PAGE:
Forgoing my normal morning bike ride at six o’clock and the terror of Phuket’s daily road mayhem, one recent chilly and misty dawn, I found myself wolfing down a bacon and egg roll and coffee at a little Rose Bay café on the southern foreshore of Sydney Harbour. Nothing unusual about that you might say, until you notice that I’m wearing waterproof shorts and a spray jacket and that my knees are knocking uncontrollably together.
The view from the top of the Sydney Harbour Bridge. Photo: Baz Daniel
“Right, you ‘orrible lot,” shouts Geoff, our Sergeant Major-esque trainer, “Into the kayaks and let’s get out there and do some paddling.”
It seems that Sydney-siders, like most Australians, have two great obsessions these days… looking like sculpted Greek Gods and Goddesses on the beach when the next summer arrives and trying to do something about the plague of global warming which is having such a dramatic impact upon their lives.
Inventive as ever, they’ve come up with the idea of ‘kayak commuting’ as a means of killing both birds with… well, one paddle. Hone those abs and pecs to polished perfection, while removing the carbon footprint from your journey to work. What could be trendier?
We run down the beach and leap, or in my case wriggle and struggle, into our waiting kayaks. Then we launch ourselves into the oncoming waves and we are off, paddling up the harbour with the glorious sight of the “old coat hanger and clam-filled piano” (the Sydney Harbour Bridge and Opera House) rising out of the morning mist.
Commuter passenger ferries and huge departing cruise liners pass us by, sending up big bow waves for us to slalom down as we grimly strain every sinew to keep our balance. Gulls and Guillemots swoop around us and look on with an alarmed ferocity… surely some infringement of their territorial rights is going on here, they seem to be screeching.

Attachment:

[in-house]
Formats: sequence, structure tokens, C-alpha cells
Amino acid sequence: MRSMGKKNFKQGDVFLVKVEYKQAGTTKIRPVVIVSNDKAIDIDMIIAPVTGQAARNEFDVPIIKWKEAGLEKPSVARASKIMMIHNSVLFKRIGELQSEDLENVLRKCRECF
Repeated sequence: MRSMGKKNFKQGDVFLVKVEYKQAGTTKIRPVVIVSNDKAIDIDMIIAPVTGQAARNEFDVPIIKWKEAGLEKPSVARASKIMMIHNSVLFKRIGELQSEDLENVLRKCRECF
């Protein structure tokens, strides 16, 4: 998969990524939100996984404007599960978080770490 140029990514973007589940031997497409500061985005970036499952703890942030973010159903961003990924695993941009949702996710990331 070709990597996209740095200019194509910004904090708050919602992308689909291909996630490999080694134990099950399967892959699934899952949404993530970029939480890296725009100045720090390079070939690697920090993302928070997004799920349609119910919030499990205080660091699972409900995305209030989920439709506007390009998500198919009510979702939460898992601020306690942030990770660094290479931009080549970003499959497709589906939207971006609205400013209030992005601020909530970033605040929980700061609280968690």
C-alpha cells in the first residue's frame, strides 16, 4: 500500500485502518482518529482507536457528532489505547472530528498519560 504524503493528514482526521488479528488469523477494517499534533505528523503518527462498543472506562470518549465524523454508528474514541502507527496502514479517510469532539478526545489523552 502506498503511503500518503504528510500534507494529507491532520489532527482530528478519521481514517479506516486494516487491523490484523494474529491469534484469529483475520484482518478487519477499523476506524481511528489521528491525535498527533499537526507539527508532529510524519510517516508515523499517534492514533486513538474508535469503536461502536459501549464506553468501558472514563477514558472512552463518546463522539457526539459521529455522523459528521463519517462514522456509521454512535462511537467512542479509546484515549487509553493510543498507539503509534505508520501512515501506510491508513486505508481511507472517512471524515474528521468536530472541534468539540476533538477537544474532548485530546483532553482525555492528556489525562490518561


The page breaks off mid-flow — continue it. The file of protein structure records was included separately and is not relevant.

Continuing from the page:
We pass multi-million-dollar harbourside mansions, one with a maid in a primly starched cap and apron hanging out washing while a brace of school-uniformed children play Frisbee before leaving for their lessons. Then the naval docks at the wonderfully-named Woolloomooloo hove into view on our left with towering grey warships brooding in menacing silence at anchor. We paddle onward, past the Botanical Gardens, feeling somehow superior and more daring than the land-bound joggers and Tai Chi exponents doing their morning workouts.
Finally, after about an hour of sinew-busting paddling, we arrive at a little wooden jetty right below the creamy wings of the Opera House, with Circular Quay and the massive metallic arches of the Harbour Bridge vaulting skyward in front of us.
We shakily disembark to be reunited with our city clothes and briefcases, which have been carried by a waiting minivan for us. And so, we daring aquanauts miraculously transform like Super-men and women, back into common-or-garden dentists and advertising executives and rejoin the daily commuter throng.
All through the day no-one can take away from us the warm inner glow of our well-worked muscles or the sense of achievement and camaraderie that ‘kayak commuting’ instilled in our cheery group.
In fact, so energised was I by this amazing way to start my day, that the same evening saw me conquering the Sydney Harbour Bridge climb… and here’s the picture to prove it!
‘Bicycling’ Baz Daniel has been penning his Blazing Saddles column, chronicling his cycling adventures in Phuket and beyond, since 2013.
Source: The Phuket News